College may become out of reach for most in U.S.

And you thought bigger class sizes might be a problem.

According to a report from the National Center for Public Policy and Higher Education, college may soon be financially out of reach for most Americans. Highlighted in an article by the New York Times, the report found that

published college tuition and fees increased 439 percent from 1982 to 2007, adjusted for inflation, while median family income rose 147 percent. Student borrowing has more than doubled in the last decade, and students from lower-income families, on average, get smaller grants from the colleges they attend than students from more affluent families.

The article goes on to note that Americans aged 25–34 are less educated than older workers, and that, with less access to credit due to the current recession, the trend of increasing college enrollment may soon lose steam. That isn’t so hard to believe with stats like these:

Last year, the net cost at a four-year public university amounted to 28 percent of the median family income, while a four-year private university cost 76 percent of the median family income.

I’m no math major, but my quick-‘n’-dirty calculations tell me that the cost of a Wesleyan education represents an astonishing 94 percent of the median annual income of an American family.

NYT: College May Become Unaffordable for Most in U.S.

8 thoughts on “College may become out of reach for most in U.S.

  1. Anonymous

    money not used for Iraq isn’t going to be used for education. the money wouldnt be spent at all if not for the war. if the government wanted to spend more on education, then they would regardless. the iraq war has nothing to do with the education budget. that said, we should get out of iraq anyway. but it wont help things on the education front.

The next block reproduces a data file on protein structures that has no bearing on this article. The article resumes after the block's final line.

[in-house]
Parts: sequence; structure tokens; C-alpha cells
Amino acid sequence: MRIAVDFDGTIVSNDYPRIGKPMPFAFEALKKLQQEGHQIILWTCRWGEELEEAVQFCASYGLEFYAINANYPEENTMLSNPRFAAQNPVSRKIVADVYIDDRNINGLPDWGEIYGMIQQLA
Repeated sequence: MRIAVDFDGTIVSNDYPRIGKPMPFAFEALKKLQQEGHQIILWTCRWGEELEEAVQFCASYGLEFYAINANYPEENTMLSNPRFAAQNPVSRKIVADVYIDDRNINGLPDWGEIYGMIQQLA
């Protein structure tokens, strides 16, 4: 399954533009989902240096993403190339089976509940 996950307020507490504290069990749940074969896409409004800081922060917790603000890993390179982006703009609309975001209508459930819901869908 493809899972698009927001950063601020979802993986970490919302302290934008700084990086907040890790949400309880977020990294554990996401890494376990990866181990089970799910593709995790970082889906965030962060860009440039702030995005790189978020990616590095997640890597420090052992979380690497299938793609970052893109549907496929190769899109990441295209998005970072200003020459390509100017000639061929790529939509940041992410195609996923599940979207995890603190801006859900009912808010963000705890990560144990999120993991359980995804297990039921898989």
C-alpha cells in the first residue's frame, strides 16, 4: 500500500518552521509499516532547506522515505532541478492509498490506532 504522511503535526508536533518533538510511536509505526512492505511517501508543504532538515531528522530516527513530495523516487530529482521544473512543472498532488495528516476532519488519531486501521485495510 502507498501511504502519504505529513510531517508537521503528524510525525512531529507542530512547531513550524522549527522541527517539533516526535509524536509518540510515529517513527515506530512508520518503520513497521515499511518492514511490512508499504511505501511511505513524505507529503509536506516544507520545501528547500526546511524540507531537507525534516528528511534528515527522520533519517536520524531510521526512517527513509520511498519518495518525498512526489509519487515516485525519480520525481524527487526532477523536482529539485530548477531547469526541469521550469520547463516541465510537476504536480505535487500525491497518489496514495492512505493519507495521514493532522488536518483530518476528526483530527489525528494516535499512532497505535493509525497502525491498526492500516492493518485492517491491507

2. Anonymous

    money not used for Iraq isn’t going to be used for education. the money wouldnt be spent at all if not for the war. if the government wanted to spend more on education, then they would regardless. the iraq war has nothing to do with the education budget. that said, we should get out of iraq anyway. but it wont help things on the education front.

  3. Art Crass

    We need to cut the military budget to a far more reasonable level, and get out of Iraq, so we can have UNIVERSAL education for EVERYONE who wants it.

  4. Art Crass

    We need to cut the military budget to a far more reasonable level, and get out of Iraq, so we can have UNIVERSAL education for EVERYONE who wants it.

  5. Anonymous

    this is a shame. i want to know what warrants this increase. and yes, before you rip my throat out, i realize the cost of living is great, that prof. demand a large salary, and that approx. 16k of my tuition is paid for by alumni. but really, i cant believe that all of this equals a 439% increase.

  6. Anonymous

    this is a shame. i want to know what warrants this increase. and yes, before you rip my throat out, i realize the cost of living is great, that prof. demand a large salary, and that approx. 16k of my tuition is paid for by alumni. but really, i cant believe that all of this equals a 439% increase.

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